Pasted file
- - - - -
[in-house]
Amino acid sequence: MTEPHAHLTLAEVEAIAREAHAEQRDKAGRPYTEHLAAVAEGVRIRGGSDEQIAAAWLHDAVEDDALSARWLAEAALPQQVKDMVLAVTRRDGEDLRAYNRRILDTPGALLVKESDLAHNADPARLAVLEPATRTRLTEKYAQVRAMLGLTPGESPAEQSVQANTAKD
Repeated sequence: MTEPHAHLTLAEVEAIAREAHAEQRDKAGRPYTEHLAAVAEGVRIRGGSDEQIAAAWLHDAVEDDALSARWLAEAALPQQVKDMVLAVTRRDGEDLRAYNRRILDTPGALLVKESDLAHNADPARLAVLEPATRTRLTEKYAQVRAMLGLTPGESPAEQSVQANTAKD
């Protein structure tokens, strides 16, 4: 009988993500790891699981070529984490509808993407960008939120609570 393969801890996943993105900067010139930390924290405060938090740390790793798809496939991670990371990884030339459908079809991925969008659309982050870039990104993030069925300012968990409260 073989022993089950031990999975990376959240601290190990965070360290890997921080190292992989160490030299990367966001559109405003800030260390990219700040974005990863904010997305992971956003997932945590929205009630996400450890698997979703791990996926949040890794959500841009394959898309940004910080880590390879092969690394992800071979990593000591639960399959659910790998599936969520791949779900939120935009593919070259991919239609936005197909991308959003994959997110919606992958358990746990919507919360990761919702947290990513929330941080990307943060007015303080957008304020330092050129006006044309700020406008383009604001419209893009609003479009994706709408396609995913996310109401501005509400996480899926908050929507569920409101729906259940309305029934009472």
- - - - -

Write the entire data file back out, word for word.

[in-house]
Amino acid sequence: MTEPHAHLTLAEVEAIAREAHAEQRDKAGRPYTEHLAAVAEGVRIRGGSDEQIAAAWLHDAVEDDALSARWLAEAALPQQVKDMVLAVTRRDGEDLRAYNRRILDTPGALLVKESDLAHNADPARLAVLEPATRTRLTEKYAQVRAMLGLTPGESPAEQSVQANTAKD
Repeated sequence: MTEPHAHLTLAEVEAIAREAHAEQRDKAGRPYTEHLAAVAEGVRIRGGSDEQIAAAWLHDAVEDDALSARWLAEAALPQQVKDMVLAVTRRDGEDLRAYNRRILDTPGALLVKESDLAHNADPARLAVLEPATRTRLTEKYAQVRAMLGLTPGESPAEQSVQANTAKD
């Protein structure tokens, strides 16, 4: 009988993500790891699981070529984490509808993407960008939120609570 393969801890996943993105900067010139930390924290405060938090740390790793798809496939991670990371990884030339459908079809991925969008659309982050870039990104993030069925300012968990409260 073989022993089950031990999975990376959240601290190990965070360290890997921080190292992989160490030299990367966001559109405003800030260390990219700040974005990863904010997305992971956003997932945590929205009630996400450890698997979703791990996926949040890794959500841009394959898309940004910080880590390879092969690394992800071979990593000591639960399959659910790998599936969520791949779900939120935009593919070259991919239609936005197909991308959003994959997110919606992958358990746990919507919360990761919702947290990513929330941080990307943060007015303080957008304020330092050129006006044309700020406008383009604001419209893009609003479009994706709408396609995913996310109401501005509400996480899926908050929507569920409101729906259940309305029934009472």